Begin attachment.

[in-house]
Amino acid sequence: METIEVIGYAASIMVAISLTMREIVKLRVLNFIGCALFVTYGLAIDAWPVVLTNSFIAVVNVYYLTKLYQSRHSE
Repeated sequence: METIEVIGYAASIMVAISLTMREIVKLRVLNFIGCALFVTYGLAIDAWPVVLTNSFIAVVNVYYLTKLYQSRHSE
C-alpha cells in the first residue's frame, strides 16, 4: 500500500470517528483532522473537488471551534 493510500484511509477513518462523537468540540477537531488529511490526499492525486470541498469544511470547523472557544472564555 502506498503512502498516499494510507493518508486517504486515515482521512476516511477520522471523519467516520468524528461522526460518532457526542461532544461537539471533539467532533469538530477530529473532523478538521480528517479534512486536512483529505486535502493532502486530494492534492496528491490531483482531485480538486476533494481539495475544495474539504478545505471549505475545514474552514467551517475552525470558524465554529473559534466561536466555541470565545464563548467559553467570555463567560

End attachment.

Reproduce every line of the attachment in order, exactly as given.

[in-house]
Amino acid sequence: METIEVIGYAASIMVAISLTMREIVKLRVLNFIGCALFVTYGLAIDAWPVVLTNSFIAVVNVYYLTKLYQSRHSE
Repeated sequence: METIEVIGYAASIMVAISLTMREIVKLRVLNFIGCALFVTYGLAIDAWPVVLTNSFIAVVNVYYLTKLYQSRHSE
C-alpha cells in the first residue's frame, strides 16, 4: 500500500470517528483532522473537488471551534 493510500484511509477513518462523537468540540477537531488529511490526499492525486470541498469544511470547523472557544472564555 502506498503512502498516499494510507493518508486517504486515515482521512476516511477520522471523519467516520468524528461522526460518532457526542461532544461537539471533539467532533469538530477530529473532523478538521480528517479534512486536512483529505486535502493532502486530494492534492496528491490531483482531485480538486476533494481539495475544495474539504478545505471549505475545514474552514467551517475552525470558524465554529473559534466561536466555541470565545464563548467559553467570555463567560